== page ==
Nelson W. Cunningham is president and co-founder of McLarty Associates, an international strategic advisory firm based in Washington. He was a trade and foreign policy adviser in the Clinton White House.
As Mexico reels in the wake of two deadly earthquakes in the past few weeks, the country faces further travails, this time on the economic front. A third round of NAFTA negotiations are being held on the weekend, this time hosted by Canada in Ottawa. The impact of those talks will ripple far and wide.
U.S. President Donald Trump campaigned furiously against the North American free-trade agreement, and since becoming President, his anti-trade focus has intensified. NAFTA is "the worst trade deal in the history of the world," right up there with the Trans-Pacific Partnership (TPP), "which is another disaster done and pushed by special interests who want to rape our country." Germany's trade policy is "bad, very bad," and so is South Korea's and, of course, so is China's.
The central issue in the NAFTA talks is Mr. Trump's laser focus on bilateral trade deficits, which he sees as evidence that erstwhile allies are taking deep advantage of the United States and costing millions of jobs in the process.
But so far, the talks initiated by the United States this summer have produced somewhat comforting news – no big upsets and even progress on such things as digital trade. This week in New York on the margins of the United Nations meetings, I was in the audience as Prime Minister Justin Trudeau spoke optimistically of the NAFTA talks as a way to advance a "progressive trade agenda." Canada has its own goals it wishes to press. And over lunch with members of the U.S. business community, Mexican Secretary of External Affairs Luis Videgaray gave his own positive spin on the state of the talks so far. Doubtless both countries are more concerned than their public rhetoric would suggest, but hope was in the air.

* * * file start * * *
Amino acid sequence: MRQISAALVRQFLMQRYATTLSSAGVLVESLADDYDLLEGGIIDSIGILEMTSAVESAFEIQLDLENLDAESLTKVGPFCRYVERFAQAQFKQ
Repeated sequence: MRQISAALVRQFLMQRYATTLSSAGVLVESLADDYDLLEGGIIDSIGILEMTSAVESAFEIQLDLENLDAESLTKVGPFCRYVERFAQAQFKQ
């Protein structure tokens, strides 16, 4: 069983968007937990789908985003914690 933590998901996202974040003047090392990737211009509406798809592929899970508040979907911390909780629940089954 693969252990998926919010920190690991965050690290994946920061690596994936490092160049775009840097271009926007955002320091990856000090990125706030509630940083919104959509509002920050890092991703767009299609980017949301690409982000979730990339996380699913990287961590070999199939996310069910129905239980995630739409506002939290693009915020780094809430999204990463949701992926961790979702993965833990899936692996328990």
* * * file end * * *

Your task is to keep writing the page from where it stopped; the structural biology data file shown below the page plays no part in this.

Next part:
This weekend, the hopes of progressive NAFTA reformers will run into the stern resolve of U.S. Trade Representative Robert Lighthizer, whose instructions to upend NAFTA are clear. In setting forth U.S. objectives for the talks last month, Mr. Lighthizer first reflected his President's focus: "Improve the U.S. trade balance and reduce the trade deficit with the NAFTA countries." The news release accompanying the written objectives trumpeted: "[F]or the first time USTR has included deficit reduction as a specific objective for the NAFTA negotiations."
Canada's trade with the United States is roughly balanced (though the news release darkly noted: "Market access issues have arisen in Canada with respect to dairy, wine, grain and other products.") But not so with Mexico, whose trade deficit with the United States is more than $60-billion (U.S.) annually. All other issues on the table pale in comparison to the challenge of fundamentally reshaping the U.S.-Mexico trading relationship to eliminate a deficit of that size.